Their Kingsley model is clearly something of a flagship model though. Part of their ‘Tailor-made’ range, it uses a manual-wind recommissioned Omega movement from the 1950s, stripped back to basics and refined with hand-engraved acanthus leaf scrolling for that intricate look that nods towards A. Lange & Söhne.
Measuring 38.5mm in case width, it is in that wearable middle-territory that looks neither too small nor too large for anyone. The feuille hands and teardrop lugs compliment the general curviness of the case, which is created in-house using traditional silver and goldsmithing techniques and hand-finished.
They both admit that they weren’t trying to “reinvent the wheel” with the Kingsley model and that there is nothing outlandish or original in its design. “At the end of the day a watch is a basic mathematical principle based on gear ratios and physics,” says Rebecca.
“Anything that you are working around will already exist, and unless you really are going out there like, say, Greubel Forsey, and you’re going to invest in research and development and have a scientific lab - investing in new materials and things - you’re just working around a basic mathematical formula and physics. And what you do around that is the art, and that’s where we find our inspiration I suppose,” she says.
Each case takes between 160 and 200 hours of forming, burnishing, soldering, hand-finishing and firing. The starting price for the Kingsley is £16,250.
The Kelso ladies watch, with its 20 mm hexagonal case in 18k white, yellow, or rose gold, is powered by a manual-wind Longines caliber from the 1960s. A sapphire-set winding crown and roman numerals give it a Cartier-esque elegance.Build time for both watches is between four to six months.
A one-off project that confirmed their versatility and their ability to recruit the services of other masters in their craft, was their Kullberg edition - at 50 mm the biggest watch they’ve made so far. For this a buyer approached them with a pair of antique Beretta rifles whose intricate design he wanted echoed in a watch. Struthers sourced an antique movement dating from around 1880 to power the watch and commissioned an independent gun engraver to work his considerable magic on the dial and movement. It is a rare English movement with free-sprung balance and a fusee and chain transmission by watchmaker Victor Kullberg, a Swede who settled in London in the mid-19th century.
What has been taking up most of their time in the last couple of years however is the mysteriously named Project 248, which is where Struthers will finally make five of their own in-house movements from scratch.
It’s called 248 after two minds, four hands (those belonging to Craig and Rebecca, obviously) and an 8 mm lathe, which is what they founded their workshop with.
“We asked, ‘What could we make comfortably with the equipment we have?’” says Craig. “Project 248 is something that came about due to the desire to make something original, something our own. It’s a time-only movement. We wanted to do something where we could re-produce and change some of the materials.
“So it combines an English lever escapement with Breguet shock settings and German silver and at the same time [we are] trying to make it all sit together, like it’s meant to be. It’s a large movement which is something I Iike as with our machines it’s easier to work with.”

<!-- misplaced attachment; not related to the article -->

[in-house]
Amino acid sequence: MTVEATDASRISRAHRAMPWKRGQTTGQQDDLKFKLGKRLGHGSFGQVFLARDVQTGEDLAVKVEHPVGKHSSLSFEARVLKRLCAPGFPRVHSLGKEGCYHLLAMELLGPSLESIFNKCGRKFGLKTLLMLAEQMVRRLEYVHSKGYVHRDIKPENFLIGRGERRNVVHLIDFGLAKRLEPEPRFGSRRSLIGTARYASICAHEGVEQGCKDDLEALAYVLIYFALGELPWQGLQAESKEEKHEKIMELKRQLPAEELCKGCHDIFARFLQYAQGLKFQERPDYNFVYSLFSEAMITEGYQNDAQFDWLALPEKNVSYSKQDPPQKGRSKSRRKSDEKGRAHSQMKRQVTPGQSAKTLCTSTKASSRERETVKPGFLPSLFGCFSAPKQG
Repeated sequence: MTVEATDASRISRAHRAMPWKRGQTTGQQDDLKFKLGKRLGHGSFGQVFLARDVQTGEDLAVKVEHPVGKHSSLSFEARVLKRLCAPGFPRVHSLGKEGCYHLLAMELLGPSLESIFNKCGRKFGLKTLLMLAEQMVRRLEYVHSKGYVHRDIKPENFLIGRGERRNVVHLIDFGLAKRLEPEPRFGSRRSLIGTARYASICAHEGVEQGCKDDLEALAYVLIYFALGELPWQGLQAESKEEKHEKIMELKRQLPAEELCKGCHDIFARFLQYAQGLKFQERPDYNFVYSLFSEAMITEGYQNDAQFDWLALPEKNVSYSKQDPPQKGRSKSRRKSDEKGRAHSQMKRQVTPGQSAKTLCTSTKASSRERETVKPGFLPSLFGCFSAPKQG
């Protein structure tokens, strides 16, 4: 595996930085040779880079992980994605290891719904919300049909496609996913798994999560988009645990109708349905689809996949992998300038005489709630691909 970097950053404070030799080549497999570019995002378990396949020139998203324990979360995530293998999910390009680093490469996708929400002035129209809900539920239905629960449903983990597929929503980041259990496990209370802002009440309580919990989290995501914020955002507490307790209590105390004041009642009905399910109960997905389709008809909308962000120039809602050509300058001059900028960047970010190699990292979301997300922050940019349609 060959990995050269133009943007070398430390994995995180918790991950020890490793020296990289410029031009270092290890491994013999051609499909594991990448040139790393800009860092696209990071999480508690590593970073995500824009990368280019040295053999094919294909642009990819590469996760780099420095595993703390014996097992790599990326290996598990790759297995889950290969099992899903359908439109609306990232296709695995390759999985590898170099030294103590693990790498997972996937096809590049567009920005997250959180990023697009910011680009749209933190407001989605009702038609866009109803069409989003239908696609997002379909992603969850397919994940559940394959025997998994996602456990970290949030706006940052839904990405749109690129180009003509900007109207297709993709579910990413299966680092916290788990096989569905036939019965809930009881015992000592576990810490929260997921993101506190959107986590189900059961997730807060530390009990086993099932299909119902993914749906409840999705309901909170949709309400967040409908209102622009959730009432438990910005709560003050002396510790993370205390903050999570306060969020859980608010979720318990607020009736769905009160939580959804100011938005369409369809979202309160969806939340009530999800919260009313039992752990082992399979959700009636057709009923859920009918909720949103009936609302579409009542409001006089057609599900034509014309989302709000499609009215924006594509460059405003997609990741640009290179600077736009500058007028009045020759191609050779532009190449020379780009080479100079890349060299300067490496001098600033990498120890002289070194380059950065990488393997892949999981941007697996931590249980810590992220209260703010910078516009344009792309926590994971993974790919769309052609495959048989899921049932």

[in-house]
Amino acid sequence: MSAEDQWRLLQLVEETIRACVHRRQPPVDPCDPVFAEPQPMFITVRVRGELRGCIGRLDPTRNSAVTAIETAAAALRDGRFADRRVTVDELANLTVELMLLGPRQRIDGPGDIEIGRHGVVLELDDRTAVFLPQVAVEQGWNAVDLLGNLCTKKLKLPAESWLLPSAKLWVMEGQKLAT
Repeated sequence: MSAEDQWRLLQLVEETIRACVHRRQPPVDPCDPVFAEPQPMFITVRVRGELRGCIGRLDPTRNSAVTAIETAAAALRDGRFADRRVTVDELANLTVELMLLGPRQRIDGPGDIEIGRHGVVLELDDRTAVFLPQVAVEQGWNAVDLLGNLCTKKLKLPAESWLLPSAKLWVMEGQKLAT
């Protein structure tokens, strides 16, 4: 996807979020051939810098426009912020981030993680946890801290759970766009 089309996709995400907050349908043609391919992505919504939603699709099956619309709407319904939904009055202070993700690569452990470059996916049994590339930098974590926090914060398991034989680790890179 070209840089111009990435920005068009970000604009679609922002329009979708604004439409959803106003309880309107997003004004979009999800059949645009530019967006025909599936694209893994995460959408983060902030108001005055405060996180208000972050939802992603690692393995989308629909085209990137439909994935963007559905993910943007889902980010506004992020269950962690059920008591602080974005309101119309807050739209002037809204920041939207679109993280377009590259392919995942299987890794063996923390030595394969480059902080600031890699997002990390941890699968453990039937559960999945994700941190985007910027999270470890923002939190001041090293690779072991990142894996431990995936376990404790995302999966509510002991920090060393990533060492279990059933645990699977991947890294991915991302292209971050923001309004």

“It will look like a strange hybrid between British and German in the end,” says Rebecca. “We’re cherry-picking what we love about watches from the past 150 years that we’ve worked on and putting them all together.”
Craig acknowledges that they’re putting aesthetics ahead of accurate time-keeping. “I got into watches through art and antiques not through an interest in scientific progress.”
Project 248 will look like a strange hybrid between British and German movements in the end.
The watches will be made in groups of five. Five after the first five and maybe another five after that. At the time of writing they have four out of the initial five buyers lined up. All are so far British apart from an Indonesian collector.
Struthers isn’t a company that tends to blow its own trumpet very loudly and it’s got less to do with Craig and Rebecca’s unassuming nature and more to do with the fact they are so busy.
“So far it’s been a lot of word of mouth, with people knowing someone who has already got one and they like it,” says Rebecca. “I suppose it’s organic really, the way we’ve grown so far.
She says they are aware of the growing number of collectors in the Gulf because they were part of the first International Horology Forum hosted by Dubai Watch Week at Christie’s in London last year, which they found interesting.
“If we do ever get bigger and get the opportunity to stop over there it’ll be easier to show people what we do,” says Rebecca. “But at the moment we find the best way of getting people to know about us is to invite them to our workshop. There’s so much marketing in the watch industry now that it’s very rare you actually see people getting their hands dirty making things.
“People come here and see us on lathes and at our bench then they really connect and realize that what we’re doing is completely handmade and bespoke and that they are getting something completely unique.
“But trying to get that message across, like on a website, without having something tangible to show people is tricky but it’s about patience and waiting for people to find us. They tend to find us rather than the other way around.”
When Project 248 is completed it will be the first in-house timepiece to be made in Birmingham for over 100 years. And given their desire to share knowledge and pass on their sublime skills — their first apprentice, Heather Fisher joined them in 2018 — who would bet against Struthers being around in some form in another century or two.